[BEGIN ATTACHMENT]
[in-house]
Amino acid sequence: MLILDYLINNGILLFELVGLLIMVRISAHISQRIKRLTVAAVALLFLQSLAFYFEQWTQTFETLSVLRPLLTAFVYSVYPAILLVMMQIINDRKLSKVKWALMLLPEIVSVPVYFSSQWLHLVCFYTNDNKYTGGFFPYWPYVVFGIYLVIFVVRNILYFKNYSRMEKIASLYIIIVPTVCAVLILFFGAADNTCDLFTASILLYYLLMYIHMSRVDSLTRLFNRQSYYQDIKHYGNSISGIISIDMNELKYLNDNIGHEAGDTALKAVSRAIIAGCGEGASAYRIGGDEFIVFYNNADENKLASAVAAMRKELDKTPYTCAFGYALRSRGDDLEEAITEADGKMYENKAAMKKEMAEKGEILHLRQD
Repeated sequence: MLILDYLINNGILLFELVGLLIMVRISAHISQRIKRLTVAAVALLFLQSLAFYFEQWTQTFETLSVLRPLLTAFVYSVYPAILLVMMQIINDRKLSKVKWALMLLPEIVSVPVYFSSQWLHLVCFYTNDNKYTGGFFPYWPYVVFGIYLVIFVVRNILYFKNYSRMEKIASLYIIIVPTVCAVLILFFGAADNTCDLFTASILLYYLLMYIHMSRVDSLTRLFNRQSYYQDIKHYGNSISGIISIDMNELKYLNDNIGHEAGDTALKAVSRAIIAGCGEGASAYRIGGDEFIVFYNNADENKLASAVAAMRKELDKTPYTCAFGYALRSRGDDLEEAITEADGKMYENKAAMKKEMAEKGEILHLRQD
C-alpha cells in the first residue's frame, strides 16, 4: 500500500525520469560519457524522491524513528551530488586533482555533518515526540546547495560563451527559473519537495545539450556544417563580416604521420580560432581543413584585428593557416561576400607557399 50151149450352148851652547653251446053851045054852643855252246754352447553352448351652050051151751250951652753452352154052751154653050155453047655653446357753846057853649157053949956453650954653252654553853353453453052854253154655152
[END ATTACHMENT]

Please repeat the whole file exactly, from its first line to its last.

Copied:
[in-house]
Amino acid sequence: MLILDYLINNGILLFELVGLLIMVRISAHISQRIKRLTVAAVALLFLQSLAFYFEQWTQTFETLSVLRPLLTAFVYSVYPAILLVMMQIINDRKLSKVKWALMLLPEIVSVPVYFSSQWLHLVCFYTNDNKYTGGFFPYWPYVVFGIYLVIFVVRNILYFKNYSRMEKIASLYIIIVPTVCAVLILFFGAADNTCDLFTASILLYYLLMYIHMSRVDSLTRLFNRQSYYQDIKHYGNSISGIISIDMNELKYLNDNIGHEAGDTALKAVSRAIIAGCGEGASAYRIGGDEFIVFYNNADENKLASAVAAMRKELDKTPYTCAFGYALRSRGDDLEEAITEADGKMYENKAAMKKEMAEKGEILHLRQD
Repeated sequence: MLILDYLINNGILLFELVGLLIMVRISAHISQRIKRLTVAAVALLFLQSLAFYFEQWTQTFETLSVLRPLLTAFVYSVYPAILLVMMQIINDRKLSKVKWALMLLPEIVSVPVYFSSQWLHLVCFYTNDNKYTGGFFPYWPYVVFGIYLVIFVVRNILYFKNYSRMEKIASLYIIIVPTVCAVLILFFGAADNTCDLFTASILLYYLLMYIHMSRVDSLTRLFNRQSYYQDIKHYGNSISGIISIDMNELKYLNDNIGHEAGDTALKAVSRAIIAGCGEGASAYRIGGDEFIVFYNNADENKLASAVAAMRKELDKTPYTCAFGYALRSRGDDLEEAITEADGKMYENKAAMKKEMAEKGEILHLRQD
C-alpha cells in the first residue's frame, strides 16, 4: 500500500525520469560519457524522491524513528551530488586533482555533518515526540546547495560563451527559473519537495545539450556544417563580416604521420580560432581543413584585428593557416561576400607557399 50151149450352148851652547653251446053851045054852643855252246754352447553352448351652050051151751250951652753452352154052751154653050155453047655653446357753846057853649157053949956453650954653252654553853353453453052854253154655152